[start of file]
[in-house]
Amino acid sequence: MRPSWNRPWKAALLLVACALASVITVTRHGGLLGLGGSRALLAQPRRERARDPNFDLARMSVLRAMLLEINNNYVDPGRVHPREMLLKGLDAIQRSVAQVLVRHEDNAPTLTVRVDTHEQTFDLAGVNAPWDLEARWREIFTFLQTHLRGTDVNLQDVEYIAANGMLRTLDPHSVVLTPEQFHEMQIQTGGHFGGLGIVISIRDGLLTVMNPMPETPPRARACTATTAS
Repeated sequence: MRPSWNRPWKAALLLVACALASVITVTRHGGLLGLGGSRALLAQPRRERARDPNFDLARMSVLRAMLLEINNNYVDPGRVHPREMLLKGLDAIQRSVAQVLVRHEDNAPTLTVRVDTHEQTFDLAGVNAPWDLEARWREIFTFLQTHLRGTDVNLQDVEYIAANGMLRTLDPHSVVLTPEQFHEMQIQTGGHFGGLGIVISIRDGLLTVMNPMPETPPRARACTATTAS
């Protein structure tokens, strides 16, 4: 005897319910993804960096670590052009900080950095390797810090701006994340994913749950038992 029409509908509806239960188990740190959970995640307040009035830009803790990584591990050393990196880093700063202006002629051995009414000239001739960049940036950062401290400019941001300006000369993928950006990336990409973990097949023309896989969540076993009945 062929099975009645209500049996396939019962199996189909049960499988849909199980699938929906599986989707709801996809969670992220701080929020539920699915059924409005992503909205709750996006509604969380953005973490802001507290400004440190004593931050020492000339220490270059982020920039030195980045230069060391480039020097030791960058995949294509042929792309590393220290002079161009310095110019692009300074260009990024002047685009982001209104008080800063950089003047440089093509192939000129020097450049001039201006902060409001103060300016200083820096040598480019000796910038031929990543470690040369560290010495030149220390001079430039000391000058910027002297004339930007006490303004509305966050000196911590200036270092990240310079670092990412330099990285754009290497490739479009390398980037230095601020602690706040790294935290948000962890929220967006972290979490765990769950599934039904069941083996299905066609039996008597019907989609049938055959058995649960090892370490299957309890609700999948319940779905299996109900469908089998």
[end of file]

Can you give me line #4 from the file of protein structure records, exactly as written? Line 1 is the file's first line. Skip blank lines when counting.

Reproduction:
């Protein structure tokens, strides 16, 4: 005897319910993804960096670590052009900080950095390797810090701006994340994913749950038992 029409509908509806239960188990740190959970995640307040009035830009803790990584591990050393990196880093700063202006002629051995009414000239001739960049940036950062401290400019941001300006000369993928950006990336990409973990097949023309896989969540076993009945 062929099975009645209500049996396939019962199996189909049960499988849909199980699938929906599986989707709801996809969670992220701080929020539920699915059924409005992503909205709750996006509604969380953005973490802001507290400004440190004593931050020492000339220490270059982020920039030195980045230069060391480039020097030791960058995949294509042929792309590393220290002079161009310095110019692009300074260009990024002047685009982001209104008080800063950089003047440089093509192939000129020097450049001039201006902060409001103060300016200083820096040598480019000796910038031929990543470690040369560290010495030149220390001079430039000391000058910027002297004339930007006490303004509305966050000196911590200036270092990240310079670092990412330099990285754009290497490739479009390398980037230095601020602690706040790294935290948000962890929220967006972290979490765990769950599934039904069941083996299905066609039996008597019907989609049938055959058995649960090892370490299957309890609700999948319940779905299996109900469908089998």